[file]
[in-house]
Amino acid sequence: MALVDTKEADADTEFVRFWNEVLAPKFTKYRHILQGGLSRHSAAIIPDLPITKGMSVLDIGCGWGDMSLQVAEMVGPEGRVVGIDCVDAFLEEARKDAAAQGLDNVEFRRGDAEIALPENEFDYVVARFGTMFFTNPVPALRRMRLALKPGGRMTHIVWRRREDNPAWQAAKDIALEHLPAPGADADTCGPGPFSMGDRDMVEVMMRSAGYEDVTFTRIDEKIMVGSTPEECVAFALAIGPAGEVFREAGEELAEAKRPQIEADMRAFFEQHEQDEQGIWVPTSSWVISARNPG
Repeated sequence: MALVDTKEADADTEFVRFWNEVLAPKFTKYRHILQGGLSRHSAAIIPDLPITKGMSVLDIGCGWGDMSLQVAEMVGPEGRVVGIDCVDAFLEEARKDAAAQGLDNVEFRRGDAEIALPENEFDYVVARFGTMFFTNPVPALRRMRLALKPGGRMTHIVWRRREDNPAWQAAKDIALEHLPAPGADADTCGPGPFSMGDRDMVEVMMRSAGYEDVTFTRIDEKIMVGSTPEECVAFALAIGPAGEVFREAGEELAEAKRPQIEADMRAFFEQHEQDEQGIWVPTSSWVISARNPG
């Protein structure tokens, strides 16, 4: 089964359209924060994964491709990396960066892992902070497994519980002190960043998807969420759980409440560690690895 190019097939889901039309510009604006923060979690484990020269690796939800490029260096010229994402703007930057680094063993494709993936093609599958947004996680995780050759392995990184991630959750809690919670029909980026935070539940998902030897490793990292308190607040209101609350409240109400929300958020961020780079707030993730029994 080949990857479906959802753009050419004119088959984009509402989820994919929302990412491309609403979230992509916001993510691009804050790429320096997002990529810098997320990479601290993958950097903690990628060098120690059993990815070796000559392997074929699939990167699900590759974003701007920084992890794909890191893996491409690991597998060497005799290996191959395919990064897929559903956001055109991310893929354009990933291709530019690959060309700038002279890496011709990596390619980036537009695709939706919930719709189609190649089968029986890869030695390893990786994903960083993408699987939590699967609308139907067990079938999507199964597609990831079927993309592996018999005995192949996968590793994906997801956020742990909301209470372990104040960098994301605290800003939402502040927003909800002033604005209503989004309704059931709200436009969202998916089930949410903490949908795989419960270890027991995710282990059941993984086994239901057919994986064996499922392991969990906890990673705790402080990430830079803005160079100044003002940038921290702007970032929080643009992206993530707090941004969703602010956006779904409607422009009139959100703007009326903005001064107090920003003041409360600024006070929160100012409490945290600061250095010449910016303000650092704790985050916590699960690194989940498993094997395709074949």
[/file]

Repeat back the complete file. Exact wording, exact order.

[in-house]
Amino acid sequence: MALVDTKEADADTEFVRFWNEVLAPKFTKYRHILQGGLSRHSAAIIPDLPITKGMSVLDIGCGWGDMSLQVAEMVGPEGRVVGIDCVDAFLEEARKDAAAQGLDNVEFRRGDAEIALPENEFDYVVARFGTMFFTNPVPALRRMRLALKPGGRMTHIVWRRREDNPAWQAAKDIALEHLPAPGADADTCGPGPFSMGDRDMVEVMMRSAGYEDVTFTRIDEKIMVGSTPEECVAFALAIGPAGEVFREAGEELAEAKRPQIEADMRAFFEQHEQDEQGIWVPTSSWVISARNPG
Repeated sequence: MALVDTKEADADTEFVRFWNEVLAPKFTKYRHILQGGLSRHSAAIIPDLPITKGMSVLDIGCGWGDMSLQVAEMVGPEGRVVGIDCVDAFLEEARKDAAAQGLDNVEFRRGDAEIALPENEFDYVVARFGTMFFTNPVPALRRMRLALKPGGRMTHIVWRRREDNPAWQAAKDIALEHLPAPGADADTCGPGPFSMGDRDMVEVMMRSAGYEDVTFTRIDEKIMVGSTPEECVAFALAIGPAGEVFREAGEELAEAKRPQIEADMRAFFEQHEQDEQGIWVPTSSWVISARNPG
């Protein structure tokens, strides 16, 4: 089964359209924060994964491709990396960066892992902070497994519980002190960043998807969420759980409440560690690895 190019097939889901039309510009604006923060979690484990020269690796939800490029260096010229994402703007930057680094063993494709993936093609599958947004996680995780050759392995990184991630959750809690919670029909980026935070539940998902030897490793990292308190607040209101609350409240109400929300958020961020780079707030993730029994 080949990857479906959802753009050419004119088959984009509402989820994919929302990412491309609403979230992509916001993510691009804050790429320096997002990529810098997320990479601290993958950097903690990628060098120690059993990815070796000559392997074929699939990167699900590759974003701007920084992890794909890191893996491409690991597998060497005799290996191959395919990064897929559903956001055109991310893929354009990933291709530019690959060309700038002279890496011709990596390619980036537009695709939706919930719709189609190649089968029986890869030695390893990786994903960083993408699987939590699967609308139907067990079938999507199964597609990831079927993309592996018999005995192949996968590793994906997801956020742990909301209470372990104040960098994301605290800003939402502040927003909800002033604005209503989004309704059931709200436009969202998916089930949410903490949908795989419960270890027991995710282990059941993984086994239901057919994986064996499922392991969990906890990673705790402080990430830079803005160079100044003002940038921290702007970032929080643009992206993530707090941004969703602010956006779904409607422009009139959100703007009326903005001064107090920003003041409360600024006070929160100012409490945290600061250095010449910016303000650092704790985050916590699960690194989940498993094997395709074949």